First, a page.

Preprint Article Version 1 Preserved in Portico This version is not peer-reviewed

Brewing Efficacy of Non-Conventional Saccharomyces Non-Cerevisiae Yeasts

Version 1 : Received: 16 July 2021 / Approved: 19 July 2021 / Online: 19 July 2021 (16:08:39 CEST)

How to cite: Bruner, J.; Marcus, A.; Fox, G. Brewing Efficacy of Non-Conventional Saccharomyces Non-Cerevisiae Yeasts. Preprints 2021, 2021070423 (doi: 10.20944/preprints202107.0423.v1). Bruner, J.; Marcus, A.; Fox, G. Brewing Efficacy of Non-Conventional Saccharomyces Non-Cerevisiae Yeasts. Preprints 2021, 2021070423 (doi: 10.20944/preprints202107.0423.v1).

Abstract

Consumer demands for new sensory experiences have driven the research of unconventional yeasts in beer. While much research exists on the use of various common Saccharomyces cerevisiae strains as well as non-Saccharomyces yeasts, there exists a gap in knowledge regarding other non-cerevisiae Saccharomyces species in the fermentation of beer, outside that of S. pastorianus. Here, five distinct species of Saccharomyces from the UC Davis Phaff Yeast Culture Collection, as well as one interspecies hybrid from Fermentis, were chosen to ferment 40 L pilot scale beers. S. kudriavzevii, S. mikatae, S. paradoxus, S. bayanus, and S. uvarum yeasts were fermented in duplicate, with one fermenter in each pair receiving 10 g/L dry-hop during fermentation. Analytical measurements were made each day of fermentation and compared to controls of SafAle US-05 and SafLager W 34/70 for commercial brewing parameters of interest. Finished beers were also analyzed for aroma, taste, and mouthfeel to determine the flavor of each yeast as it pertains to brewing potential. All beers exhibited spicy characteristics, likely from the presence of phenols; dry-hopping increased fruit notes while also increasing perceived bitterness and astringency. All of the species in this study displayed great brewing potential, and might be an ideal addition to beer depending on a brewery’s desire to experiment with flavor and willingness to bring a new yeast into their production environment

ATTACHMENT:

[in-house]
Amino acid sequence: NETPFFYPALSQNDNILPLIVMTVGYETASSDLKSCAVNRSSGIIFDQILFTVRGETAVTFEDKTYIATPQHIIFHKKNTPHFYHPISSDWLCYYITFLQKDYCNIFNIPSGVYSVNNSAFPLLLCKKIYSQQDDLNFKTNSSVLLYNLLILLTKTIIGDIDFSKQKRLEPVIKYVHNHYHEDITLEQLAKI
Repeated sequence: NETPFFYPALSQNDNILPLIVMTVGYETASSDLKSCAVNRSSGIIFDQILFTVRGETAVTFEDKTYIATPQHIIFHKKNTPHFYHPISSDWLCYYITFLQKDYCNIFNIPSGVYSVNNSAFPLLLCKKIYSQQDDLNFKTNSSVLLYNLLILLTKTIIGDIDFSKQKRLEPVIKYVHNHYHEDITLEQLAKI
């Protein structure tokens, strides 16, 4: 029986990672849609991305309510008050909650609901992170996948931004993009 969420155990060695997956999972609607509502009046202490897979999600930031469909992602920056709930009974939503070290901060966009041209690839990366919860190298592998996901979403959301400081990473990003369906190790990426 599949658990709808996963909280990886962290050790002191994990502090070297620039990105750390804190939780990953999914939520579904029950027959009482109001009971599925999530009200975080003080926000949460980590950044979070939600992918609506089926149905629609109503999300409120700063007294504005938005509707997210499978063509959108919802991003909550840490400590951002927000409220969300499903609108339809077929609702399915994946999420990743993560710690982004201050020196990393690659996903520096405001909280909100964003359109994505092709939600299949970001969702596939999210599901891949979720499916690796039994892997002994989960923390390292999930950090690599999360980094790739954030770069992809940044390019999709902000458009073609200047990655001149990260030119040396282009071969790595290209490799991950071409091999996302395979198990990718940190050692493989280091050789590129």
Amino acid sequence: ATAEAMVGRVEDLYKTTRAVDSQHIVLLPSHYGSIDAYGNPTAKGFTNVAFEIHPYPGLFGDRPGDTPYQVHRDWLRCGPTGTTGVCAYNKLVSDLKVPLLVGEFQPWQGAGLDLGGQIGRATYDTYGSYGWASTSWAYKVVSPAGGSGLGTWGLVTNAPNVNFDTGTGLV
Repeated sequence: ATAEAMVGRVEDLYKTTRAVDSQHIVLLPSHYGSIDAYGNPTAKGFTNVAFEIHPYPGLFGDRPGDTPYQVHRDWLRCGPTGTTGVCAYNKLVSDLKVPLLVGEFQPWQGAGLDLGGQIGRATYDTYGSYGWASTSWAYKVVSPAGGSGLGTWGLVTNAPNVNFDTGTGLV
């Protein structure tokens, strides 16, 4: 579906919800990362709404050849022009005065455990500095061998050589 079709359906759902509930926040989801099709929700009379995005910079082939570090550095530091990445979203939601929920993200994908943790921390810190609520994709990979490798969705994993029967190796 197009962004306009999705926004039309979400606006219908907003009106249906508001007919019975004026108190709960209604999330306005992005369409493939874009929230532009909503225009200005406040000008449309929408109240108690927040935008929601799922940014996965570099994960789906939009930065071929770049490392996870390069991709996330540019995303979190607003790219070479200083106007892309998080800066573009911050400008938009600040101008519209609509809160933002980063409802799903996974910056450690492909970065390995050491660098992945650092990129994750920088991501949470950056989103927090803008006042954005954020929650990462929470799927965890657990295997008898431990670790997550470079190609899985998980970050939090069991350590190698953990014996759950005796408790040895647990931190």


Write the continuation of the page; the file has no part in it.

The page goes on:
Subject Areas

non-conventional yeasts; Saccharomyces; fermentation; beer; dry-hopping; brewing potential

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